The cambion's spear attack does fire damage, but no rule says that the spear itself retains that property.
A statblock only defines what a creature's attacks do, not the game statistics of any items they may carry. In this case, the cambion may make a spear attack dealing 1d6+4 damage plus 1d6 fire damage, but there is no rule or descriptive text which would define that the spear retains that property.
The ethos of D&D 5th edition is that a rule says what it says and no more.1 Therefore, the rules say only that the cambion deals extra fire damage with his spear attack, not that the spear itself deals that damage in anyone else's hands.
It's also not common (perhaps unprecedented)2 for a creatures in D&D 5th edition to have a specific magic item in their statblock. Treasure from encounters is handled under its own rules in the Dungeon Master's Guide.
Lore-wise, the cambion has many supernatural abilities, specifically including the ability to create and throw fire, so it's very easy to imagine that fire surrounds any weapon he wields; conversely, flaming weapons are quite rare and difficult to acquire3, so many would not have this specific item.
Of course, the DM's word is law, so you could as DM say that cambions do indeed carry actual magic flaming spears, but only if you want your player characters running around with a load of flaming spears after they defeat an army of cambions. For that reason, I don't recommend it.
1 This is a design principle put forward by D&D 5e core designer Jeremy Crawford, and is widely used as a guideline for DMs adjudicating ambiguous rules. For example, in How much fire damage does igniting Grease deal?, Crawford's interpretation is that Grease isn't flammable because the rules do not say that it is. This attitude contrasts with D&D 3.5 where the DM was specifically advised to interpret ambigious rules by inference from other similar rules.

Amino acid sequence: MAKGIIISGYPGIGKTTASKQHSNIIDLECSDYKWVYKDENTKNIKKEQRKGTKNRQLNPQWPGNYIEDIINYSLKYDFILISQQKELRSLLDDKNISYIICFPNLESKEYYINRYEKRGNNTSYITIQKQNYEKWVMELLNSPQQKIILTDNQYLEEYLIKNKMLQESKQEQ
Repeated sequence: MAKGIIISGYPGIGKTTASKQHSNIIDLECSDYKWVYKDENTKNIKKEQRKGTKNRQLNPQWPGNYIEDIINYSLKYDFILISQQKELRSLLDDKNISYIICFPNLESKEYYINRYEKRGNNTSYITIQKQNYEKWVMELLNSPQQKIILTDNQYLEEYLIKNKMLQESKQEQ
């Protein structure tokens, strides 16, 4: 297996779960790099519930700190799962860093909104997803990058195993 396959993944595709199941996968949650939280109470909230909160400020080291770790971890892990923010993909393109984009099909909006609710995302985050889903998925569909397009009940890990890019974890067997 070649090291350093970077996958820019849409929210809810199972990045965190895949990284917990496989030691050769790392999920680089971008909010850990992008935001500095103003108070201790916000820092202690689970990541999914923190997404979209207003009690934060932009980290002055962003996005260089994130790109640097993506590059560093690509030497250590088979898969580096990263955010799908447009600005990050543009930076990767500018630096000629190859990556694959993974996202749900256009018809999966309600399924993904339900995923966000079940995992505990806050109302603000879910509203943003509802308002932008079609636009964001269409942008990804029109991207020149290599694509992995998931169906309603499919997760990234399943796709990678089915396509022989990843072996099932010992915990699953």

2 The only instance I'm aware of where a monster is described as having a magic item is the flind in Volo's Guide to Monsters, whose descriptive text says "It wields a flail imbued with powerful magic by Yeenoghu himself". However, even in this case, the statblock does not describe the weapon itself, only the attacks which the flind can make. It does not specify what happens if a PC tries to wield the flail, nor even is it made explicit whether the flail is a magic item, or merely temporarily imbued as a warlock may imbue his pact blade. If a DM ruled that a PC gains all the flail attacks the flind had, that PC now has a weapon dealing 4d10 bonus psychic damage, which is exceptionally powerful for an item you might gain around level 9, and I do not believe this was the designer's intent.
3 According to the item guidelines, magic items are only found in hoards, rather than standard per-monster treasure. The guidelines suggest that the PCs will in total acquire around 18 rolls on the CR 5–10 table, or 3 hoards per level, and 80% of these hoards will not even reach level Table F, the first table to give a +1 weapon. A cambion could have a magic weapon, but most won't.